Dietary distinctions are generally clear and strictly enforced by the Nacirema; the household beasts are fed in separate habitational environments, on a different solar schedule, and with different sustenance, commonly a gelatinous pulp prepared by a pestle and mortar variation and the meat of reared livestock. Though the household animals are protected by shaman law, and often accorded a social status on par with the Nacirema themselves, physical repudiation is a usual and accepted societal consequence for transgressions of the feeding rites.

The animals the Nacirema who have accorded this privileged status have a pathological need for hand contact from their masters. It has been suggested that this mirrors the grooming customs of some monkeys and apes, serves to strengthen familial bonding, and was taught to the quadrupeds by the Nacirema. However, others counter that the crude gestures and documented lack of interest exhibited by the Nacirema when performing the rite is indicative of a complex social contract that has evolved over generations. On the origin of this custom, some anthropologist, notably Weinerhund et al (1993), have suggested that this practice is a relic from the culture's pre-agrarian time when as a nomadic, hunter-gatherer peoples, the Nacirema needed mental salves to cope with the stress of hunting all day. Further, the discovery of spears in proximity to the remains of these social animals has led some to suggest that the ritualised stroking of the animals relieves some of the symptoms associated with RSI when throwing weapons for extended durations.
 
VideCorSpoon
 
Reply Sat 26 Sep, 2009 10:30 am
@Hermes,
Hermes,

I would have to say your story is about household pets... probably dogs. I would also have to agree about the protection of animals under shaman law because laws just seem to appear out of nowhere. LOL!

I have another one:

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It is sometimes necessary for younger members of the Nacirema to undertake a right of passage which is both out of necessity and status. On the auspicious day of their promotion into the ranks of the village elite, they are usually accompanied by elders into a mysterious and freighting temple that is always crowded by other tribe members wishing to obtain thier ascended status in the tribe. It is in this place that many are driven mad with anger, turned away in grief, or exit triumphant as members of the village elite.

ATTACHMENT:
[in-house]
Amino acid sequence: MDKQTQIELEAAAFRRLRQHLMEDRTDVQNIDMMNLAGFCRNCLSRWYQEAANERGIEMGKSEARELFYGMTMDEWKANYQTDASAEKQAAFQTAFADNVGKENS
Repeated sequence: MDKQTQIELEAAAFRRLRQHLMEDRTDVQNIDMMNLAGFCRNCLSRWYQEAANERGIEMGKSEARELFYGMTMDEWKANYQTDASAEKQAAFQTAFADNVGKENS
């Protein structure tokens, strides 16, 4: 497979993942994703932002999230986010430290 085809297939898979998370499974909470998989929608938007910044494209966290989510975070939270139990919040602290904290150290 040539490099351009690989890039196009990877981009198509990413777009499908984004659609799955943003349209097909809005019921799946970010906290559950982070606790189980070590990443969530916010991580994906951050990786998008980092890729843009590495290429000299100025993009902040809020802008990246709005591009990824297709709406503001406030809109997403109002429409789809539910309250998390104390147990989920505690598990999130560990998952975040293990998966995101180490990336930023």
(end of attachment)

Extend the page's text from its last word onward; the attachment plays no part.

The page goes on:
A long physcial trial awaits them, where they must prove thier physical endurance and patience until an acolyte determines they are ready to grant an audience with the young Nacireman. Once in council with the acolyte, proof of the young Nacireman's membership in the tribe, as well as other various honors the young Nacirema must have, the Nacirema must go through two major trials. The first is a trial of knowledge, where the young Nacirema must answer the inquisition as best they can, preferably with more than two thirds of the questions answered correctly. Once the acolyte approves of this trial, the second, and perhaps most perilous trial, can begin. In this trial, the young Nacirema must ride a wiley beast whose hooves are so fast they seem to never leave the ground. The Nacirama must ride this beast for at least 15 minutes and make little mistakes at the reigns, other wise the acolyte will disapprove.

Now, on the completion of this task, the Nacirema can finally enter the ranks of the village elite. The shaman commits to stone the date of the young Nacirema's trial, and then performs a grand feat of magic. In this feat, the shaman takes a portion of the Nacirema's soul and captures it, giving it to the young person to present to other elders as proof they passed the trials. The young Nacirema, confident of his/her trials and reward, then leaves the place of trials and many times foolishly jumps on the very beast they were so fearful of an hour prior, riding it back to the village knowing all too well that the trials would have to be taken (though not as severe) in four planetary revolutions around the great light ball.